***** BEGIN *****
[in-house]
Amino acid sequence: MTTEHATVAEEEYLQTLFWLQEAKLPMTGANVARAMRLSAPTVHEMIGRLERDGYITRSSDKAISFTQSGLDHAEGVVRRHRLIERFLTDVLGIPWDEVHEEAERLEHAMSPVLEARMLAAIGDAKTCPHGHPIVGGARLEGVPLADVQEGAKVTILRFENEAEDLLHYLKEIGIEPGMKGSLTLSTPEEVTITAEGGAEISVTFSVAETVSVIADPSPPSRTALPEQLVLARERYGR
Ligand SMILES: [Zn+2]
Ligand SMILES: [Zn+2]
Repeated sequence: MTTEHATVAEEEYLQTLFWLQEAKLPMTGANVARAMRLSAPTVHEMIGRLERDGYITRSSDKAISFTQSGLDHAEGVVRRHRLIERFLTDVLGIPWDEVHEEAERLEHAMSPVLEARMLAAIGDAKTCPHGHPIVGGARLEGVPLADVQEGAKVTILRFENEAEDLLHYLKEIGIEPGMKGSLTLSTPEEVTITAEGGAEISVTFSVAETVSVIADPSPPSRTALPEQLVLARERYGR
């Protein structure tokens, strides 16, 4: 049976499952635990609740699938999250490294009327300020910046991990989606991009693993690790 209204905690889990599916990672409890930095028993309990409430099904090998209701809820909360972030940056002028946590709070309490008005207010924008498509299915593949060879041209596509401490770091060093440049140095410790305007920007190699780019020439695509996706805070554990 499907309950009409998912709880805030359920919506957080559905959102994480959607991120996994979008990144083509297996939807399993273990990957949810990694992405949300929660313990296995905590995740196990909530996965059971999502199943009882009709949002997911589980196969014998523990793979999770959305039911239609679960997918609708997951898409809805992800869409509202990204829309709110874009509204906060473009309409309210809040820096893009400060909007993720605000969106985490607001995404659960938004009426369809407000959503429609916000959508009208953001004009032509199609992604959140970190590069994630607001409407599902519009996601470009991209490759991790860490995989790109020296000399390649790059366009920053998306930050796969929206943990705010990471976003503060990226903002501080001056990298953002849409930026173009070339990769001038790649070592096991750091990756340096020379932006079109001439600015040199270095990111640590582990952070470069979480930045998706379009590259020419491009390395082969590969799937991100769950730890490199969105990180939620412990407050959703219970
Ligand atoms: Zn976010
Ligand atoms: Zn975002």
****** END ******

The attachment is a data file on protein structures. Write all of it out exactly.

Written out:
[in-house]
Amino acid sequence: MTTEHATVAEEEYLQTLFWLQEAKLPMTGANVARAMRLSAPTVHEMIGRLERDGYITRSSDKAISFTQSGLDHAEGVVRRHRLIERFLTDVLGIPWDEVHEEAERLEHAMSPVLEARMLAAIGDAKTCPHGHPIVGGARLEGVPLADVQEGAKVTILRFENEAEDLLHYLKEIGIEPGMKGSLTLSTPEEVTITAEGGAEISVTFSVAETVSVIADPSPPSRTALPEQLVLARERYGR
Ligand SMILES: [Zn+2]
Ligand SMILES: [Zn+2]
Repeated sequence: MTTEHATVAEEEYLQTLFWLQEAKLPMTGANVARAMRLSAPTVHEMIGRLERDGYITRSSDKAISFTQSGLDHAEGVVRRHRLIERFLTDVLGIPWDEVHEEAERLEHAMSPVLEARMLAAIGDAKTCPHGHPIVGGARLEGVPLADVQEGAKVTILRFENEAEDLLHYLKEIGIEPGMKGSLTLSTPEEVTITAEGGAEISVTFSVAETVSVIADPSPPSRTALPEQLVLARERYGR
């Protein structure tokens, strides 16, 4: 049976499952635990609740699938999250490294009327300020910046991990989606991009693993690790 209204905690889990599916990672409890930095028993309990409430099904090998209701809820909360972030940056002028946590709070309490008005207010924008498509299915593949060879041209596509401490770091060093440049140095410790305007920007190699780019020439695509996706805070554990 499907309950009409998912709880805030359920919506957080559905959102994480959607991120996994979008990144083509297996939807399993273990990957949810990694992405949300929660313990296995905590995740196990909530996965059971999502199943009882009709949002997911589980196969014998523990793979999770959305039911239609679960997918609708997951898409809805992800869409509202990204829309709110874009509204906060473009309409309210809040820096893009400060909007993720605000969106985490607001995404659960938004009426369809407000959503429609916000959508009208953001004009032509199609992604959140970190590069994630607001409407599902519009996601470009991209490759991790860490995989790109020296000399390649790059366009920053998306930050796969929206943990705010990471976003503060990226903002501080001056990298953002849409930026173009070339990769001038790649070592096991750091990756340096020379932006079109001439600015040199270095990111640590582990952070470069979480930045998706379009590259020419491009390395082969590969799937991100769950730890490199969105990180939620412990407050959703219970
Ligand atoms: Zn976010
Ligand atoms: Zn975002």